For the first three days of last week, I was holed up in a meeting room in Spain with a BlackBerry that stuttered into life only intermittently, feeling like a rat in the famous 1970s stress experiment.
These rodents were subjected to a series of electric shocks; some were given advance warning, while the rest were shocked out of the blue. The first group bore up rather well while the second suffered horribly, all coming down with stomach ulcers.
The BlackBerry outages left me feeling like the second set of rats. Over and over again I checked my little machine for signs of life. Nothing. Then, without warning, the red light would flash and a dribble of e-mail would come through. But instead of feeling better I felt even more anxious. Was this all? When would more come?
This was the first of three lessons about modern communication that I learned from the outages: Control means everything. So long as we can cling to the idea that we are masters of our gadgets then all is well. When mine is working properly I check it when I feel like it (which is, in truth, suspiciously often). Yet last week proved how flimsy this control is: The gadget was indisputably in control of me.
The second lesson is about seniority. During the three days, I observed the people around me and noted their levels of BlackBerry distress. In my sample group there was a marked inverse relationship between power and anxiety. The truly powerful showed little concern at the blankness of their screens while we lesser people were beside ourselves.
There are various explanations for this. It could be that the more important you are the more you can afford to ignore other people's e-mails. If there is something that you really have to know about, someone will track you down and let you know.
More likely though, if you are the sort of person endlessly looking at stupid messages on a small screen, you aren't the sort of person to get to the top anyway.
This brings me to my third lesson, which is something I knew already but managed to ignore: most e-mail messages really are exceedingly stupid. And none is more stupid than the ones that arrive from LinkedIn.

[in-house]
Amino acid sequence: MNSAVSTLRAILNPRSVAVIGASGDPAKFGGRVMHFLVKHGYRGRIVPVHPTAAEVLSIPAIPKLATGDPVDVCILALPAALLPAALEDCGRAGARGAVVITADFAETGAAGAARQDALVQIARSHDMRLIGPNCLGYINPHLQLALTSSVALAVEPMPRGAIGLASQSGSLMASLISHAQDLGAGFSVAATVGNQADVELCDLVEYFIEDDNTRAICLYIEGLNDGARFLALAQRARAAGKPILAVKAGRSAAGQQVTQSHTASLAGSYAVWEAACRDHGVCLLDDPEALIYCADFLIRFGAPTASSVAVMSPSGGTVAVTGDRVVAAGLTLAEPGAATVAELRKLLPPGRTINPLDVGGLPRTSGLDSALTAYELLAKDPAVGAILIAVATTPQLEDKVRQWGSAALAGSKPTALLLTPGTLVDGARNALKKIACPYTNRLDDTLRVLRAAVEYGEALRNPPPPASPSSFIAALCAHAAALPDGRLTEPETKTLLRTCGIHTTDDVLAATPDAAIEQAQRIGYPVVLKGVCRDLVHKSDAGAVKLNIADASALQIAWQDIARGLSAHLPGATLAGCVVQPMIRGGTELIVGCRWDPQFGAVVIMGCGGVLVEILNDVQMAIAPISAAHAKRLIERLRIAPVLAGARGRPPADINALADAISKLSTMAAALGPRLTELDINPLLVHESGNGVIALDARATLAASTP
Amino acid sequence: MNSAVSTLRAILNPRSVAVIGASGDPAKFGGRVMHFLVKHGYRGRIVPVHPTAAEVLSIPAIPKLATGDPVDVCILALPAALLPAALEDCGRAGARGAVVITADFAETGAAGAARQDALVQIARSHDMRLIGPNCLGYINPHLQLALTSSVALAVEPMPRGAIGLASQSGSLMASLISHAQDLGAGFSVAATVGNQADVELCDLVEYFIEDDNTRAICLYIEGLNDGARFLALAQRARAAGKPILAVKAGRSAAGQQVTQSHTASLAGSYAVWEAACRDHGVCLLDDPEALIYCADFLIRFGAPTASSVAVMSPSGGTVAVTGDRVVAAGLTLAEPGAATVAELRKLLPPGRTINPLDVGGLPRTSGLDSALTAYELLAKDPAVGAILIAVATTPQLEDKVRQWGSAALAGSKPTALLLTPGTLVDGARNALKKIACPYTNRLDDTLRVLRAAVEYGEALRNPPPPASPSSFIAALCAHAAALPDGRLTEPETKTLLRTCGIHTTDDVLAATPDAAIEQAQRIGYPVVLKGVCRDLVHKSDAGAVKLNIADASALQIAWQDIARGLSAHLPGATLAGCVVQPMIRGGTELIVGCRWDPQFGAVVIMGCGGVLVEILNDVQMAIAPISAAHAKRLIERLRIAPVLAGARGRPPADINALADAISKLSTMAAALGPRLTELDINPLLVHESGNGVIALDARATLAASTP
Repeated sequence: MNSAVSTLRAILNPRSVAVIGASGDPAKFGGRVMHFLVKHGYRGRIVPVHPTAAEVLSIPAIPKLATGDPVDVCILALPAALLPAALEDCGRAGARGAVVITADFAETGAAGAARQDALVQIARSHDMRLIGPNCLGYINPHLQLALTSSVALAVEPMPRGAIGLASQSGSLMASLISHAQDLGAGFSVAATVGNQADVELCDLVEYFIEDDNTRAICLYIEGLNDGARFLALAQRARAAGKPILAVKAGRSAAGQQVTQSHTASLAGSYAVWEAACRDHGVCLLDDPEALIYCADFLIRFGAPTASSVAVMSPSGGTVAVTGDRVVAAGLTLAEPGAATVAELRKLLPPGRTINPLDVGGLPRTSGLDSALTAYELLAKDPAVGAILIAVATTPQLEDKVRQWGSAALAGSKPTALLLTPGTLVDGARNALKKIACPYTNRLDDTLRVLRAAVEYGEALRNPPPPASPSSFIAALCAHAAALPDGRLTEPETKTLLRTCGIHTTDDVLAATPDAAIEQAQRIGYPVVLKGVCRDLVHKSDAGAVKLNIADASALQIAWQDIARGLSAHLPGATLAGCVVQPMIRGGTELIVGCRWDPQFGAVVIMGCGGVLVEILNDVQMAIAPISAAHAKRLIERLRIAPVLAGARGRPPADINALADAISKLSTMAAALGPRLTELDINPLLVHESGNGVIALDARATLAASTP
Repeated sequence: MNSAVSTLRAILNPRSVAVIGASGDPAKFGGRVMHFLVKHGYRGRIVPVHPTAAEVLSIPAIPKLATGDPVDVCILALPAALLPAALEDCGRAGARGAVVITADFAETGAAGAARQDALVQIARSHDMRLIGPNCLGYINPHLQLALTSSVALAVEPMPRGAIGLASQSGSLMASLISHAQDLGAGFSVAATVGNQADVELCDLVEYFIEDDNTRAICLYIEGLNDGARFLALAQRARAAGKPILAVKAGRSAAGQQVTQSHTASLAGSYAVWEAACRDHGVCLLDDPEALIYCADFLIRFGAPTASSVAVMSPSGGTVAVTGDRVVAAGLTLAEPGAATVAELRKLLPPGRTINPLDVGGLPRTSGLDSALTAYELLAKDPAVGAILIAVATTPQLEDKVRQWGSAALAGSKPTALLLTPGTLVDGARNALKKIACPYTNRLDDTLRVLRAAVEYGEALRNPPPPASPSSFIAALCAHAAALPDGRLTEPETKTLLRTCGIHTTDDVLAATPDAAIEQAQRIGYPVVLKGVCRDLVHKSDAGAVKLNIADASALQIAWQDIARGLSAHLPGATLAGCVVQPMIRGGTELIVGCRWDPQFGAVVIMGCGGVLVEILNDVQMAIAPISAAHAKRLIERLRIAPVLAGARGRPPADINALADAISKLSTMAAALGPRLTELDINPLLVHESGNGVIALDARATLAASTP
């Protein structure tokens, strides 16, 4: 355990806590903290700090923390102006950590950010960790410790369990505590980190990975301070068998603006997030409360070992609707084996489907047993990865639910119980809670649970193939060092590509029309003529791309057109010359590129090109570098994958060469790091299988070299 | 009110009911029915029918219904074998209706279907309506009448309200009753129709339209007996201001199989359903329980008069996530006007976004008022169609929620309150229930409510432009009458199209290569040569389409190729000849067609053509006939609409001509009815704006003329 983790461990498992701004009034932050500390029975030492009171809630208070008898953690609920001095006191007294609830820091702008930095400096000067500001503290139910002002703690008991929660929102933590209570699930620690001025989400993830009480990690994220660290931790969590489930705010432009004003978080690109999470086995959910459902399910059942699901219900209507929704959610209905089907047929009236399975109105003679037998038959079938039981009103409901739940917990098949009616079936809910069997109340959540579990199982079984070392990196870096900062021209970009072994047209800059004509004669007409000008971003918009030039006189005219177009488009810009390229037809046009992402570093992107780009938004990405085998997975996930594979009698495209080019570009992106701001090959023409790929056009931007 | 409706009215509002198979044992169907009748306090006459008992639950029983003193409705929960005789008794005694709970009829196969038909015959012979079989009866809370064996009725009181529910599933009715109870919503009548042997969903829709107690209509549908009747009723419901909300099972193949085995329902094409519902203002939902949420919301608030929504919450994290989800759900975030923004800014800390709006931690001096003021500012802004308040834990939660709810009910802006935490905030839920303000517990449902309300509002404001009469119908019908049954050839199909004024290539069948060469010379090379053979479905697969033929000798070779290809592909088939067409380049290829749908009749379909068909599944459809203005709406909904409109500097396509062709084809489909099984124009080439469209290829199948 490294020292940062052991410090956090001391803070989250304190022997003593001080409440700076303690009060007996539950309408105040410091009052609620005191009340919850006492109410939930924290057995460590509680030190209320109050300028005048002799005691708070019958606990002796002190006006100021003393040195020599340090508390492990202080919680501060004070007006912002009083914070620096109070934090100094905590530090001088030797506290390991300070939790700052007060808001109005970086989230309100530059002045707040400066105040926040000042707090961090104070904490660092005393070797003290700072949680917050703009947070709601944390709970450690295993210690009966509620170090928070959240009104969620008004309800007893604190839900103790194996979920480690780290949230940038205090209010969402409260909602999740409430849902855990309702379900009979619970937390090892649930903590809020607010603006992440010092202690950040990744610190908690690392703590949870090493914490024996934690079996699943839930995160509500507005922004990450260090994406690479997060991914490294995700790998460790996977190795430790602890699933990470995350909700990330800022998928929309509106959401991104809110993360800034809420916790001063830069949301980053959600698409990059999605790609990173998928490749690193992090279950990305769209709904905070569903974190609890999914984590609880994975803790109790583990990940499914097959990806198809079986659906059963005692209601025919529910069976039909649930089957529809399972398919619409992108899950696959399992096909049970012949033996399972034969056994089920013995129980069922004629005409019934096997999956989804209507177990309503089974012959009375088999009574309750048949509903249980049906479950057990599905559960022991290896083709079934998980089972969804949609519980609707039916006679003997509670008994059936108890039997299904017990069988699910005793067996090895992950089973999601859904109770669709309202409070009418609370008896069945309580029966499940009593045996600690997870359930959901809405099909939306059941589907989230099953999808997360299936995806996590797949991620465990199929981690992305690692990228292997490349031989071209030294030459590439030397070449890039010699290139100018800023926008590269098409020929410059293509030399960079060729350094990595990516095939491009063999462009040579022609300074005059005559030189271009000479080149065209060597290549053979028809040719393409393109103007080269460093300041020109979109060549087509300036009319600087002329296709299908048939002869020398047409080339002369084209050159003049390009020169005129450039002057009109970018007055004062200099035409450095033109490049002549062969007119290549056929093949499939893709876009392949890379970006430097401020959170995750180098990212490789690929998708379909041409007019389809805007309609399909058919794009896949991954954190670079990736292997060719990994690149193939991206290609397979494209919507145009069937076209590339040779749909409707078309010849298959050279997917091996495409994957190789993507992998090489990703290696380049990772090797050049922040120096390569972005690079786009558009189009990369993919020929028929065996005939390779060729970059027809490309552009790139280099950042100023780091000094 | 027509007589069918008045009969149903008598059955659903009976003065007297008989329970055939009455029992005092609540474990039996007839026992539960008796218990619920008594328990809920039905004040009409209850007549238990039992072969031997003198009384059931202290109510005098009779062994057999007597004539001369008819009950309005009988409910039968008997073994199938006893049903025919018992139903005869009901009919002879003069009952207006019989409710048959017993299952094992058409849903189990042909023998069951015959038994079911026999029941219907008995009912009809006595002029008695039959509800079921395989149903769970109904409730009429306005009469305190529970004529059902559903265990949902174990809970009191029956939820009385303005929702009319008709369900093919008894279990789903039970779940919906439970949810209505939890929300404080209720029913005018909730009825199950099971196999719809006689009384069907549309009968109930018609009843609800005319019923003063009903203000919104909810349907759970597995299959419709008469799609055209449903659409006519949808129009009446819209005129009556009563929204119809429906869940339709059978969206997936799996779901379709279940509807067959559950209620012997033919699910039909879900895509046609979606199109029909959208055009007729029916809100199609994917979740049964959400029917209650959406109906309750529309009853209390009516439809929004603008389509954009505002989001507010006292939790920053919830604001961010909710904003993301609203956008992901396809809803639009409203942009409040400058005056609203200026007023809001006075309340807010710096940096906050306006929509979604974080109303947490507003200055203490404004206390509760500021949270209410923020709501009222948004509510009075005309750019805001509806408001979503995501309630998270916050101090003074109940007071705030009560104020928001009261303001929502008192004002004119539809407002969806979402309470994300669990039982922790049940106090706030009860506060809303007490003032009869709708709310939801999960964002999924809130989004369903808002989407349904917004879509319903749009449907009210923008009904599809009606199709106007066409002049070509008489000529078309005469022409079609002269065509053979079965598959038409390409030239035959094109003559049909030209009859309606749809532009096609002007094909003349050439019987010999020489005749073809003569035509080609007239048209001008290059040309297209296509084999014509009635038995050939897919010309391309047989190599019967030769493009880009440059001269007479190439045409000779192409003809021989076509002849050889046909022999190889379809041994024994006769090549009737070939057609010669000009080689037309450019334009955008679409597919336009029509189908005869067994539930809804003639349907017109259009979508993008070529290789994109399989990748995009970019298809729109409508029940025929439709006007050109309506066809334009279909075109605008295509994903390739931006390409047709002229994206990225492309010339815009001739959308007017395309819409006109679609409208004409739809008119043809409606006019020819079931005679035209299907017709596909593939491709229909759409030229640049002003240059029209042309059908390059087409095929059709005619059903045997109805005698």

Indeed, last week the first message to make it through my BlackBerry's blackout went like this: "Thomas K (I'm saving his blushes) wants to connect with you on LinkedIn." Well I don't want to connect with you, Thomas, as I've never heard of you. In the same batch came three further invitations from strangers and one from a friend, who I didn't want to connect with on LinkedIn either, as I'm connected to her in Life instead.
There were also two reminders about invitations I'd ignored and several updates from people who had changed their profiles.
Such was my hunger for e-mail that last week I found myself idly looking at some of this guff. I know that Tom K had a one-month internship at Goldman Sachs during which he "delivered to multiple stakeholders an analytical research report.…" I also know that a woman of 50 has updated the education slot on her profile. How does that work? Has she found a degree she'd forgotten about?
I can see that all this bragging and padding of CVs might help if you were trying to get a job. But surely the 100 million people on the site can't all be looking for jobs. The economy is bad, but not that bad.
The only thing I can think of is that LinkedIn is really a dating site in disguise. I know two people who use it like this to considerable effect. You check out the picture and the CV and take it from there. It is all above board, you can do it in office hours and with none of the embarrassment of being on Match.com.
Otherwise I simply can't see why one would want to link up with strangers in this corporate Turkish bath. The only people who I don't know who I might like to connect with on LinkedIn are Mick Jagger, Philip Roth and Bill Gates, but then I'm guessing that they don't want to connect with me. The flaw in the system is the one spotted by Groucho Marx: You don't want to join any club that would have you as a member.
LinkedIn is missing a trick in not being more brutal in making public the refusals to connect. On the e-mail Tom K sent, there is only one option: accept. But in a world where everyone is virtually connected to everyone (on days when BlackBerrys are working) the real exclusive value is in not being connected. My new business idea for a new, truly exclusive, anti-networking business: LinkedOut.